Ethiopian Foreign Minister Tedros Adhanom Ghebreyesus said in a meeting Thursday with the Yemeni president in Sanaa that Ethiopia is “committed to genuine negotiations with Egypt” over its controversial Grand Renaissance Dam, a statement on Ethiopia’s foreign ministry website reads.
The Grand Renaissance Dam, currently under construction, is situated near the Sudanese border on the Blue Nile — a main Nile tributary. It is set to be the biggest hydroelectric dam in Africa, producing as much as 6,000 megawatts of energy.
Egypt has repeatedly expressed concern that the dam will affect its share of Nile water. Ethiopia insists this will not happen.
The Ethiopian minister’s statement contradicts a statement by Egyptian Minister of Foreign Affairs Nabil Fahmy issued last week.
Fahmy told Al-Ahram daily newspaper that Egypt has repeatedly called for negotiations with Ethiopia over the dam, but did not receive a real response.
Ghebreyesus met with Yemeni President Abdu Rebu Mansour Hadi following the conclusion of the Fifth Joint Ministerial Commission meeting between the two countries.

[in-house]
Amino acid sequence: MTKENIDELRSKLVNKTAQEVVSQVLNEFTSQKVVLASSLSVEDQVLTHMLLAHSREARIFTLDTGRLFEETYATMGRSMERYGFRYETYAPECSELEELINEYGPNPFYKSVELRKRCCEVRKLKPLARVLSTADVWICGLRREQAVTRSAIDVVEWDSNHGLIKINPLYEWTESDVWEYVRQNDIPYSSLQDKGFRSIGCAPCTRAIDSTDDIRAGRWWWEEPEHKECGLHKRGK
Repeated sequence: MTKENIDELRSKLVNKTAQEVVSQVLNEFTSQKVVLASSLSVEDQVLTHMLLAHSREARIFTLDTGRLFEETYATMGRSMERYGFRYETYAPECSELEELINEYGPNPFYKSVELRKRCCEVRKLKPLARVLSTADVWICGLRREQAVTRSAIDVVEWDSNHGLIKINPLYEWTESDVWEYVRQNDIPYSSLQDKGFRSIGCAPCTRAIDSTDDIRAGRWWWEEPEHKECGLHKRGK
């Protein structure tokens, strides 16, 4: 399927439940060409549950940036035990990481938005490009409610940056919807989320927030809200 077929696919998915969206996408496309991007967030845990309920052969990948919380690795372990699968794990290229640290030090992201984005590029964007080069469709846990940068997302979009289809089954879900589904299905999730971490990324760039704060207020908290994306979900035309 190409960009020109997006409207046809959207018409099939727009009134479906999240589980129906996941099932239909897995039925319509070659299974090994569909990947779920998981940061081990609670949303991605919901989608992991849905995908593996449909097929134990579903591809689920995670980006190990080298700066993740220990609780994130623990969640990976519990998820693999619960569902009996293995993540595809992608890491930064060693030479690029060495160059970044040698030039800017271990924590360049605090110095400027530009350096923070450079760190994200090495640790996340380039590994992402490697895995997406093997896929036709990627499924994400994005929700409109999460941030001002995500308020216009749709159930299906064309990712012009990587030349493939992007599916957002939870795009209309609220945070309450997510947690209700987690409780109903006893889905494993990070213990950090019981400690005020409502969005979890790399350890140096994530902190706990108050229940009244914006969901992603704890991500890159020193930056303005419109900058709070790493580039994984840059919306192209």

During the meeting, Ghebreyesus also said that the dam would “contribute greatly to the transformation of the economies and societies of all Nile Basin countries including Egypt … for the realisation of shared benefits and a win-win approach.”
The Ethiopian foreign minister also met with the Ethiopian community representatives in Sanaa, where he thanked them for their support and contributions to the construction costs of the dam.
The dam has so far seen 26.3 percent of its construction costs collected in the form of government bonds purchased by Ethiopians.
Last year, Ethiopia and five other Nile Basin countries — Rwanda, Tanzania, Uganda, Kenya and Burundi — endorsed an accord, the Cooperative Framework Agreement, which replaces a 1929 treaty granting Egypt veto power over any project on the Nile in upstream countries.
Sudan, Egypt’s immediate downstream neighbour, has backed Ethiopia’s plans to build the dam.
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